The fatal self-immolation last week of Tashi Rabten, a 33-year-old Tibetan father of three, was the first such incident reported in several months, and the 146th since 2009. As in the past, Chinese authorities have sought to suppress and control related news, and in particular to portray the incident as an apolitical suicide. The U.S.-government funded Voice of America reported this week that three people had been detained for distributing video of the self-immolation. The similarly U.S.-backed Radio Free Asia reported other detentions, and claimed that some relatives appeared to have suffered abuse in custody:
Police in northwestern China’s Gansu province beat and tortured the wife and daughters of Tibetan self-immolator Tashi Rabten after taking them into custody for questioning following Rabten’s fatal protest last week, local sources say.
The abuse followed authorities’ demands that the three sign a document declaring that Rabten had set himself ablaze not in protest of Chinese policies, but because of problems at home, a Tibetan living in the area told RFA’s Tibetan Service.
“When his wife and two daughters refused to comply, the authorities beat and tortured them,” RFA’s source said, speaking on condition of anonymity.
[…] Speaking on condition of anonymity, a Tibetan living in the area told RFA next day that witnesses to the protest heard Rabten “call out for freedom for Tibet and for the return of [exiled spiritual leader] the Dalai Lama.”
“He also called out for the release of the [detained] Panchen Lama, Gendun Choekyi Nyima,” RFA’s source said. [Source]
A letter purportedly written by Tashi Rabten and translated and published by Free Tibet also contradicts the claim that his suicide was apolitical:
Today, I am going to go far away from this world, but I believe I may come closer to the one we Tibetans have faith in. We are destined to follow such a path to search for and retrieve what we have already lost, and what is further and further away from us: our own Tibetan homeland. We are destined to self-immolate in protest for being kept apart from our own faith and nation.
[…] In conclusion, I have sent my message to you. I hope you will not think that I am joking. I am serious. What I wish to make people know is that we Tibetans are not scared of death, but in order to solve the issue peacefully, I was left with the only choice of self-immolating to warn people. What is necessary for Tibetan people is other people’s blessing and show of concern. We should be able to live like genuine people on our own land. Long live Tibetans! Long live His Holiness the Dalai Lama! [Source]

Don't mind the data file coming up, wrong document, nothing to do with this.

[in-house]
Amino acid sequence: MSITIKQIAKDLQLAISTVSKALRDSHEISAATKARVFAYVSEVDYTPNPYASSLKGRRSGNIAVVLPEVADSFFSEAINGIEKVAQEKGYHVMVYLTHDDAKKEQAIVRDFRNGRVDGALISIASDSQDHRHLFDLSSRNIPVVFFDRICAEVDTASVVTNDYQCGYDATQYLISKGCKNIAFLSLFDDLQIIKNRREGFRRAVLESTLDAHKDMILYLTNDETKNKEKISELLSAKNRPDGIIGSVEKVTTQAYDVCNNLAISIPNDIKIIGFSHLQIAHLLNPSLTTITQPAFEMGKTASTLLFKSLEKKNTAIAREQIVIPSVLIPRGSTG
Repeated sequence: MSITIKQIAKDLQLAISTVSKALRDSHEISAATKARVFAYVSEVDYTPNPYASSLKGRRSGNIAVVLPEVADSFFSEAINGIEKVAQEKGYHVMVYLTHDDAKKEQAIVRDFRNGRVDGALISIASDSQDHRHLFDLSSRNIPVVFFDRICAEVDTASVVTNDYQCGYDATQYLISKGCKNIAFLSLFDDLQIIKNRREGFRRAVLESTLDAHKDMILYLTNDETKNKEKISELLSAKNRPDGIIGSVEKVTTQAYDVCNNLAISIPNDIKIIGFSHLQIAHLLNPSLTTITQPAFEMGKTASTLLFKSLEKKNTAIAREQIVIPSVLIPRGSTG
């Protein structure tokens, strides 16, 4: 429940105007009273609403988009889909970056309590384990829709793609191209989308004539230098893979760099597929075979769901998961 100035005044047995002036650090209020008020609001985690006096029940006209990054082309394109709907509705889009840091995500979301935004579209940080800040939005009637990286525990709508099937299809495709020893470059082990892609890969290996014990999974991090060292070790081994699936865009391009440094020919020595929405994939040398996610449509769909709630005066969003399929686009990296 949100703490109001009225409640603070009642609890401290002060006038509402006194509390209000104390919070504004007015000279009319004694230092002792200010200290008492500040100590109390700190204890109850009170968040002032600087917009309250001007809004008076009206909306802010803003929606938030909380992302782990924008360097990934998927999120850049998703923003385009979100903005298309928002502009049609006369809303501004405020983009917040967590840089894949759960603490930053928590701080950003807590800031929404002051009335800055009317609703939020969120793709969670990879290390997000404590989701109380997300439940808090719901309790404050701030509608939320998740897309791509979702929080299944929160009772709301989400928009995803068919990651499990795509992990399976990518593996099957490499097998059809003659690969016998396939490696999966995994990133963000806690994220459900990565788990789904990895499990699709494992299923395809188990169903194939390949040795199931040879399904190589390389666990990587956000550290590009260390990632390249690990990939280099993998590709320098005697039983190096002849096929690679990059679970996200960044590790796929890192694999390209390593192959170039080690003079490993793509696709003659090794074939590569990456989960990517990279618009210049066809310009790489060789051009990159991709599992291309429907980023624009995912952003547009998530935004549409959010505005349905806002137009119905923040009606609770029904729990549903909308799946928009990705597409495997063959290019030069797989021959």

Other moves in China’s ongoing campaign against the Dalai Lama’s influence include the sentencing on December 6 of seven Tibetans to between five and 14 years in prison for celebrating his 80th birthday last year. China has also been throttling trade across its border with Mongolia after the country allowed the Dalai Lama to make a visit which local Buddhist authorities defended as “purely religious.” India has offered economic support to Mongolia “in this time of their difficulty,” and dismissed Chinese protests at a recent meeting between the Dalai Lama and its own President Pranab Mukherjee, saying that the event was non-political.
While in Mongolia, the Dalai Lama told reporters that he had “no worries” about the prospect of a Donald Trump presidency in the U.S. At ChinaFile this week, Melissa Chan suggested that “Trump’s team should arrange a visit early on in the presidency to reaffirm U.S. support of His Holiness’ ‘middle way’” as part of a generally more assertive posture towards China on human rights. On Friday, Lobsang Sangay, head of Tibet’s government in exile, similarly urged a shift away from “‘quiet backroom dialogue’” under the incoming president. According to Reuters, Sangay said that “the Tibetan movement had not formally approached the Trump camp but would do so soon as the president-elect assembles his cabinet team.”